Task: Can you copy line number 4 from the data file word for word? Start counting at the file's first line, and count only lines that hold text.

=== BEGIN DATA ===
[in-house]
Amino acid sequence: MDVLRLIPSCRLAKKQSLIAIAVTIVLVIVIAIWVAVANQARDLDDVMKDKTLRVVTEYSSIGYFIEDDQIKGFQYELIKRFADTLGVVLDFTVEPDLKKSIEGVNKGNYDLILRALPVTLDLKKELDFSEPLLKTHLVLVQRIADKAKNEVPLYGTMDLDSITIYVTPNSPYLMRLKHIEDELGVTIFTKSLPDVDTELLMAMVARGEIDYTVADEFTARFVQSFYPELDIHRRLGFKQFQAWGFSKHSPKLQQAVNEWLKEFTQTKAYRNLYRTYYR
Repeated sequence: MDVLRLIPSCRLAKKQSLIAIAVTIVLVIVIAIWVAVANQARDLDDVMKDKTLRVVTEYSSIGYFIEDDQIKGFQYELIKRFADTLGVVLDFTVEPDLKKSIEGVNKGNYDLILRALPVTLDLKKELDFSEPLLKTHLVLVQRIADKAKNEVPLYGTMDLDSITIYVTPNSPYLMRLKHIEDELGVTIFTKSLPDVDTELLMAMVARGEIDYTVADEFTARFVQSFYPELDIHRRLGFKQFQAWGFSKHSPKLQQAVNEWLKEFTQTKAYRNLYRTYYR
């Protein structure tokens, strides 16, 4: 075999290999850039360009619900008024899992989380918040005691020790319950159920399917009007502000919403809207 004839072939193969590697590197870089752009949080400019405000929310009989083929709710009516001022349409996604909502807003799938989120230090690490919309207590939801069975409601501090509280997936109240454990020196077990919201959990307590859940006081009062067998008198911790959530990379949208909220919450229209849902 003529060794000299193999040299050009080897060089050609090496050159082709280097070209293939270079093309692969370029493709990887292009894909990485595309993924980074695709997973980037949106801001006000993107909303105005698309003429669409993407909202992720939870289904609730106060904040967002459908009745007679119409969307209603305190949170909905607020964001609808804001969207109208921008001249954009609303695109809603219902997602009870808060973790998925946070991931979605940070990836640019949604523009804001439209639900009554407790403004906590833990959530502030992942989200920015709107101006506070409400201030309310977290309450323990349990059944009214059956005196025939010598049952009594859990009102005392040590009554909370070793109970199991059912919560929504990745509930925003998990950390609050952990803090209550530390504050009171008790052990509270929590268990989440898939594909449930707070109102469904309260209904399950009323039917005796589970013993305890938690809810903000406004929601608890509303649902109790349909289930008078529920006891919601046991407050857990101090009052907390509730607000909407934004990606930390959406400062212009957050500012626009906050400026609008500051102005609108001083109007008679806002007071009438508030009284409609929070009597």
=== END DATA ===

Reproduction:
């Protein structure tokens, strides 16, 4: 075999290999850039360009619900008024899992989380918040005691020790319950159920399917009007502000919403809207 004839072939193969590697590197870089752009949080400019405000929310009989083929709710009516001022349409996604909502807003799938989120230090690490919309207590939801069975409601501090509280997936109240454990020196077990919201959990307590859940006081009062067998008198911790959530990379949208909220919450229209849902 003529060794000299193999040299050009080897060089050609090496050159082709280097070209293939270079093309692969370029493709990887292009894909990485595309993924980074695709997973980037949106801001006000993107909303105005698309003429669409993407909202992720939870289904609730106060904040967002459908009745007679119409969307209603305190949170909905607020964001609808804001969207109208921008001249954009609303695109809603219902997602009870808060973790998925946070991931979605940070990836640019949604523009804001439209639900009554407790403004906590833990959530502030992942989200920015709107101006506070409400201030309310977290309450323990349990059944009214059956005196025939010598049952009594859990009102005392040590009554909370070793109970199991059912919560929504990745509930925003998990950390609050952990803090209550530390504050009171008790052990509270929590268990989440898939594909449930707070109102469904309260209904399950009323039917005796589970013993305890938690809810903000406004929601608890509303649902109790349909289930008078529920006891919601046991407050857990101090009052907390509730607000909407934004990606930390959406400062212009957050500012626009906050400026609008500051102005609108001083109007008679806002007071009438508030009284409609929070009597």